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Subject > Politics and Society > Life on the Homefront

Resource Type > Image > Art

Camp of the 43rd Regiment of Foot during the siege of Fort Beauséjour, June 1755

Type: Image

The men of the British 43rd Regiment of Foot were part of a 2,000 strong army under Lietenant-Colonel Robert Monkton that took Fort Beauséjour after a brief siege in the summer of 1755. At left can be seen men of the grenadier company, distinguished by their pointed mitre headdresses. In the centre are ordinary soldiers who have the tricorne hats worn by most of the regiment. The young men to the right are drummers, wearing coats with reversed colours (white with red facings instead of red with white). This was intended to make drummers easy to spot in a fight, which was important, since drum beats were used to give orders. The presence of women and children seem odd in a military encampment, but each British regiment would have a small number of soldiers' families following them on campaign. Reconstruction by Lewis Parker. (Parks Canada)

Site: National Defence

The billeted soldier's departure, circa 1790

Type: Image

In 18th century Canada, a good many soldiers were ‘billeted’ (lodged) in private houses rather than in barracks.

Site: National Defence

Iroquois warriors lurking near French settlements during the 1650s

Type: Image

Until the 1660s, especially in the Montreal area, no one in the French settlements really felt quite safe from surprise attacks by hostile Iroquois warriors. Many Canadian settlers, including women, learned to handle firearms during the 1650s.

Site: National Defence

Typical town of the north-eastern Amerindians

Type: Image

These towns nearly always featured long bark covered houses encircled by a log stockade wall for protection. Print inspired from John White’s late 16th century renderings.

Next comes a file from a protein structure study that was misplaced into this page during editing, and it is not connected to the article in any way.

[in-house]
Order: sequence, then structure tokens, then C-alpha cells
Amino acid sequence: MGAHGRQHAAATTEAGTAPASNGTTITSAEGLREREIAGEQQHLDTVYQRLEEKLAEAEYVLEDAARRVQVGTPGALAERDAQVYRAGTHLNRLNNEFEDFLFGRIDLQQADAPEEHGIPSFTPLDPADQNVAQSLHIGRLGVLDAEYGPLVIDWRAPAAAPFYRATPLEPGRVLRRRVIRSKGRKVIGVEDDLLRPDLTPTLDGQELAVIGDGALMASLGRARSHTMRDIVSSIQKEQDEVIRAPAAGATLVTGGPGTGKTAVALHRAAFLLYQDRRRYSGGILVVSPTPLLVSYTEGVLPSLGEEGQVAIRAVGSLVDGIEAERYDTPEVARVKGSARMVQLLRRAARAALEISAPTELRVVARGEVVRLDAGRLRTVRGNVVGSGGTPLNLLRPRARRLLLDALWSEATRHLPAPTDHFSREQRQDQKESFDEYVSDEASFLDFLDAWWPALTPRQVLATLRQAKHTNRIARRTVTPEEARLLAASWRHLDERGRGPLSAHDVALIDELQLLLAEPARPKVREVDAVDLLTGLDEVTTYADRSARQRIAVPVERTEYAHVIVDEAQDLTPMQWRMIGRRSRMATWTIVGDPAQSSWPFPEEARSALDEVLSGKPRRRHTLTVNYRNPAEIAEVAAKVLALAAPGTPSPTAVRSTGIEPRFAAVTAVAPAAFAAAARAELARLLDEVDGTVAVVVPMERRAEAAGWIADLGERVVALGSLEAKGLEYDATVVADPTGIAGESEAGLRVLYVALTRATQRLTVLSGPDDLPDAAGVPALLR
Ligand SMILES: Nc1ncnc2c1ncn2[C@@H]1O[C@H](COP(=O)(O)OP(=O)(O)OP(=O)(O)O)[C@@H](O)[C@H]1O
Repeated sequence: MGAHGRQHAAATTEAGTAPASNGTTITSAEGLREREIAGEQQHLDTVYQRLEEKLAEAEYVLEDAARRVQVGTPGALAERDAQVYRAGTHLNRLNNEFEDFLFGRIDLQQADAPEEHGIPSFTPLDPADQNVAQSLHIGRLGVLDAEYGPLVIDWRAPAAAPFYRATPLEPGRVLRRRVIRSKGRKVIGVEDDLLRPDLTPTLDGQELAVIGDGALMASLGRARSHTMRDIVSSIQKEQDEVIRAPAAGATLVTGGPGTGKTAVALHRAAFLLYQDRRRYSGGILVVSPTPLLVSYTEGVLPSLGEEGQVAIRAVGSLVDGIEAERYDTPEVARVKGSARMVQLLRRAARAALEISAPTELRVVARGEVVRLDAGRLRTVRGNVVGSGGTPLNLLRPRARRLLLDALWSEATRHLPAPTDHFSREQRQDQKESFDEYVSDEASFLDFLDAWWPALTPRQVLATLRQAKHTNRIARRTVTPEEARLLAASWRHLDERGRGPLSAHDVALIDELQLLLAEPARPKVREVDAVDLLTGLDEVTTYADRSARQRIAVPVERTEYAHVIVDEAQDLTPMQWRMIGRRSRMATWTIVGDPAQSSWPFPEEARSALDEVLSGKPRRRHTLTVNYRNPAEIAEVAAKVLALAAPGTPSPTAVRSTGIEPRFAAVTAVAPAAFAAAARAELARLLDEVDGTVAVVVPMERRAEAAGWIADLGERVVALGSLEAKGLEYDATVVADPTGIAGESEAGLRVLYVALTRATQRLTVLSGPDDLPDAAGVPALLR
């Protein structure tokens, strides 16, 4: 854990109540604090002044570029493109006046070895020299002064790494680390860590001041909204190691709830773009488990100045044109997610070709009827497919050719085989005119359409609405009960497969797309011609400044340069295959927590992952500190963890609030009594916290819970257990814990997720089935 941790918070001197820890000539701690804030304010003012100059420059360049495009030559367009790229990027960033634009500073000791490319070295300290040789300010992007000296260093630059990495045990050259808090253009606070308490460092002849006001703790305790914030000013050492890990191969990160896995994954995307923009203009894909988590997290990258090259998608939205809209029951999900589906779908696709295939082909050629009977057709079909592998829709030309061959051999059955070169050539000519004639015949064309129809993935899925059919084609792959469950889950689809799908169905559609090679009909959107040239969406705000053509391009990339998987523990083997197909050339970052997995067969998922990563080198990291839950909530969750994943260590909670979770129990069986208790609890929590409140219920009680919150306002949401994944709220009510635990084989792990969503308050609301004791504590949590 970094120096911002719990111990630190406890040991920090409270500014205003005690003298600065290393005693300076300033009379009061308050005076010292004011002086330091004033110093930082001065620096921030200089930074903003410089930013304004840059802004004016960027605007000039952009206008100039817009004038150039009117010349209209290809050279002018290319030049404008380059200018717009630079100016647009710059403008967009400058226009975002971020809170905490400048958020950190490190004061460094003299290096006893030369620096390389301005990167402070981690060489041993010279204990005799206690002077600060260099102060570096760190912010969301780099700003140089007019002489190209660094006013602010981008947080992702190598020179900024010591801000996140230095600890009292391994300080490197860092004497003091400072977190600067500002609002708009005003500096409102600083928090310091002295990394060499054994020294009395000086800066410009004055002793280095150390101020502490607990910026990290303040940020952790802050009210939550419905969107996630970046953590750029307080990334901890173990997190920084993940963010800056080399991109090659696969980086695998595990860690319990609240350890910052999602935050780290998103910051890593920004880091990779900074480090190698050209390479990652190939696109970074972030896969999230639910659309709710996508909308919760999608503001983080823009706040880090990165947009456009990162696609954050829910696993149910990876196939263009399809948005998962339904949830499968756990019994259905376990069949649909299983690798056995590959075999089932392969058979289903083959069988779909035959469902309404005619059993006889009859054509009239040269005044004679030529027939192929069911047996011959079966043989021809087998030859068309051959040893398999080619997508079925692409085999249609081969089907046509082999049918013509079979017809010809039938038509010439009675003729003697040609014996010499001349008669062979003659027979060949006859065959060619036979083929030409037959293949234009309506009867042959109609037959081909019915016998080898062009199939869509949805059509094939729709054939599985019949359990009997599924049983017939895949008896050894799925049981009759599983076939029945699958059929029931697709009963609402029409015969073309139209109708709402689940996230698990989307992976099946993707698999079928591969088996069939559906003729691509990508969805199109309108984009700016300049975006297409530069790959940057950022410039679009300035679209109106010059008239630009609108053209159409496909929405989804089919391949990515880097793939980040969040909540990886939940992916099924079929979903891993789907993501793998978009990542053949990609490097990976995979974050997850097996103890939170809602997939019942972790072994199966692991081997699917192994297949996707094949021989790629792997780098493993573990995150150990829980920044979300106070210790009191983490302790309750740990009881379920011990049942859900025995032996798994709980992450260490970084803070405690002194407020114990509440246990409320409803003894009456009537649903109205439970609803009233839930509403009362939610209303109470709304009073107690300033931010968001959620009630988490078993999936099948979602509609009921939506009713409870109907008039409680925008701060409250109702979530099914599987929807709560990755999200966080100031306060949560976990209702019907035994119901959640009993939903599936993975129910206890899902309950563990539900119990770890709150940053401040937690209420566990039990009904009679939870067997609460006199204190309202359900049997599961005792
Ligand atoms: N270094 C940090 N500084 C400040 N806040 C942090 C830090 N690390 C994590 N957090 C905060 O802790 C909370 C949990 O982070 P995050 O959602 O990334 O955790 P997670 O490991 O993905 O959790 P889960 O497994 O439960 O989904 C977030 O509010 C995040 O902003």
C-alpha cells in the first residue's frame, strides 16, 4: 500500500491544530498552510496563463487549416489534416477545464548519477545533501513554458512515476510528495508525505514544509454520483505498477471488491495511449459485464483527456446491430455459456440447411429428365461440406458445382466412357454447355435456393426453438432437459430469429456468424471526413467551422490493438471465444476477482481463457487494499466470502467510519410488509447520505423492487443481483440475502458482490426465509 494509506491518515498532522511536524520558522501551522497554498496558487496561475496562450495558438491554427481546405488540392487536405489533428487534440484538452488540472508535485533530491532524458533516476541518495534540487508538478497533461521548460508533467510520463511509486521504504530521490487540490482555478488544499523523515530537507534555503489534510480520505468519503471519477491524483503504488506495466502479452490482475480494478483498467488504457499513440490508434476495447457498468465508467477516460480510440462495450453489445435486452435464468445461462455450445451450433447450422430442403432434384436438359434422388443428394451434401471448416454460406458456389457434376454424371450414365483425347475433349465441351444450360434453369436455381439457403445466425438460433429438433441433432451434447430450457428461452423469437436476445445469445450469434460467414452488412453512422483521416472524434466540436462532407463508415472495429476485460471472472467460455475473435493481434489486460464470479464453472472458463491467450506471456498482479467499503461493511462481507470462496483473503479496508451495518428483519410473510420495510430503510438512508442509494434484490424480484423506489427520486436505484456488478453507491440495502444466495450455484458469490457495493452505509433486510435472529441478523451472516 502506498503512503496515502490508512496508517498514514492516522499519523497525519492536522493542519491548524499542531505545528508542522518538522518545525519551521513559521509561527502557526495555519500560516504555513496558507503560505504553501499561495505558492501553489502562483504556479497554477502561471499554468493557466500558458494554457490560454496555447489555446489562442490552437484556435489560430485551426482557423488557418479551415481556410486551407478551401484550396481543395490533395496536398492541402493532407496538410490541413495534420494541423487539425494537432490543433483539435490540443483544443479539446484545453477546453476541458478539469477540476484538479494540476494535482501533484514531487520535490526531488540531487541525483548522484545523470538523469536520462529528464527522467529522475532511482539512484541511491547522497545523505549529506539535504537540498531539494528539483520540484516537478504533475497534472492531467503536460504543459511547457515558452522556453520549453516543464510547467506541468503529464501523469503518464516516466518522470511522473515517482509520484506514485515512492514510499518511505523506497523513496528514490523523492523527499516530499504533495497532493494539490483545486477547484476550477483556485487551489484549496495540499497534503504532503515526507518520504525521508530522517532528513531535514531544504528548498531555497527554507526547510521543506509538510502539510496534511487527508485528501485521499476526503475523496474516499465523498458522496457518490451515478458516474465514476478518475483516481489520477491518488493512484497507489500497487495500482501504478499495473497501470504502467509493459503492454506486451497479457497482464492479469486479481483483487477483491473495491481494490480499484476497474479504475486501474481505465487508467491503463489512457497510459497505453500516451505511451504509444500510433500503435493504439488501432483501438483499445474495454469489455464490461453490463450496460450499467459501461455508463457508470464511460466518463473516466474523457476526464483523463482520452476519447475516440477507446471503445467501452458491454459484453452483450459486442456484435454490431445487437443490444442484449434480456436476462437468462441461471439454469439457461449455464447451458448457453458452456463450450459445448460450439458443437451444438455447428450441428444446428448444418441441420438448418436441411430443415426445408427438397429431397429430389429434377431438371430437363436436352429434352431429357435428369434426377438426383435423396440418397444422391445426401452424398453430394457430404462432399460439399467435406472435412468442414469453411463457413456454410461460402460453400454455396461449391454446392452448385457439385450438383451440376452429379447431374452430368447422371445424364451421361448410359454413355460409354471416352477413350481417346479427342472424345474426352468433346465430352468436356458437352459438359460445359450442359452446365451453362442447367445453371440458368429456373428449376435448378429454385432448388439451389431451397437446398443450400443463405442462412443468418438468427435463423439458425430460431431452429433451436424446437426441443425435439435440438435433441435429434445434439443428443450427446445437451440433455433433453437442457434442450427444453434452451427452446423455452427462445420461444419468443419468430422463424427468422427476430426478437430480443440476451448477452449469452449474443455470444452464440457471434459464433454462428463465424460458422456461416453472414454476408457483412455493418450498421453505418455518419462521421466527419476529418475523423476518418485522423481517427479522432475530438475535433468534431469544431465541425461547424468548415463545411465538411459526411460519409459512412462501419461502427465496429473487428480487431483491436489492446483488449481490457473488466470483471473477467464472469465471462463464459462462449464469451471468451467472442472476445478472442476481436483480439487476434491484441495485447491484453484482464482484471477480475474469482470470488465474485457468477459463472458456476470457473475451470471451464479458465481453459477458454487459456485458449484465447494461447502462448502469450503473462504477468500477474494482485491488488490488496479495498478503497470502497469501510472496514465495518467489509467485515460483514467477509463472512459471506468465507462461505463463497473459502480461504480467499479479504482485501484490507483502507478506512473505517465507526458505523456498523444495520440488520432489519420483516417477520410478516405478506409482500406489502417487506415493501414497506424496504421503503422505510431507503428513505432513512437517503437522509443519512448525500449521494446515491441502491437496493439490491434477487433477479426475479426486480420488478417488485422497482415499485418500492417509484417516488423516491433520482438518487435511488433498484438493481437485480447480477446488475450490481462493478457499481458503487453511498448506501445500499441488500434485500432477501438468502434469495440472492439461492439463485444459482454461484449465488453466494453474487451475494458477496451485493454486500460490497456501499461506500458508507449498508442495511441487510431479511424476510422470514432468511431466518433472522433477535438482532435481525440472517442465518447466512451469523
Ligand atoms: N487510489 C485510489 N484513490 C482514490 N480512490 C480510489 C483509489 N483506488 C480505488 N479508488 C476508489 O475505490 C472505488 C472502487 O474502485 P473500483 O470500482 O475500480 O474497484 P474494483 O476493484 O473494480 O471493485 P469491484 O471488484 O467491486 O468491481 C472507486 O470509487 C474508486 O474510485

Site: National Defence

Warning bell, 1660s

Type: Image

Because of the constant Iroquois surprise attacks on settlers at Montreal between 1660 and 1665, the nursing nuns at the hospital also kept a lookout and would ring their bell to give the alarm whenever they spotted something suspicious.

Site: National Defence

A view of a Viking settlement in America

Type: Image

This view was conceived during the 1930s by historical artist Fergus Kyle (1876-1941). Although we now know that Viking helmets did not have horns, as shown here and in countless other images in popular art, most of the other details shown give a relatively realistic impression of what such a settlement might look like. The Vikings also could build timber houses as well as ones made of earth.

Site: National Defence

Madeleine

Type: Image

A worthy representative of 17th-century women in New France, who were neither fragile nor passive, Marie-Madeleine Jarret de Verchères (1678-1747) conducted an exemplary defence of Fort Verchères against an Iroquois attack in 1692, just as her mother had done two years earlier. Her sober account of 1699, often romanticized in late-19th century versions, made her a heroine of our history of everyday life. Like most women in the colony, she knew how to handle arms by the time she was 14 years old. Her contemporary, Bacqueville de la Potherie, said of her that no 'Canadian or officer [could] shoot more accurately'.

Site: National Defence

Quebec as seen from the north shortly after the 1759 siege of the city

Type: Image

This engraving, published in 1761, shows the walls of Quebec as seen from the north. The large white building seen at right centre is the Orphan's and Ursulines Nunnery. The convent was home to some 50 nuns who taught (according to a 1753 document) about 60 boarders and 150 day students. (Library and Archives Canada, C-000358)

Site: National Defence

Trois-Rivières, 1704

Type: Image

Trois-Rivières was founded in 1634. In 1653, a palisade, guardhouse and redoubt were completed to provide a strong defence against the Iroquois. The Iroquois threat became far less acute by the end of the 1660s but the palisade wall was kept up. An order of the Intendant from January 1706 called for cedar logs for use in the palisade and they could be seen still in good repair in 1721. The logs were 10 to 12 inches in diameter and some 12 feet in height. They enclosed the town until 19 to 21 May 1752 when a major fire consumed several buildings and the town’s log palisade. The palisade was not rebuilt. (Library and Archives Canada, C-015784)

Site: National Defence

Gathering Acadian women and children for deportation, Grand Pré, Acadia, July 1755

Type: Image

It is ‘the turn of the women and children’ at Grand Pré, Acadia, as troops come to gather them to be deported in the fall of 1755. Soldiers have occasionally been used to banish innocent civilian populations from their homes in Canadian history. The deportation of the Acadians is the first large scale example in Canada of the use of soldiers, in this case troops from Britain and from Massachusetts, to round up civilians. The arrest and internment of Canadians of Japanese origin during the Second World War is the latest such action.

Site: National Defence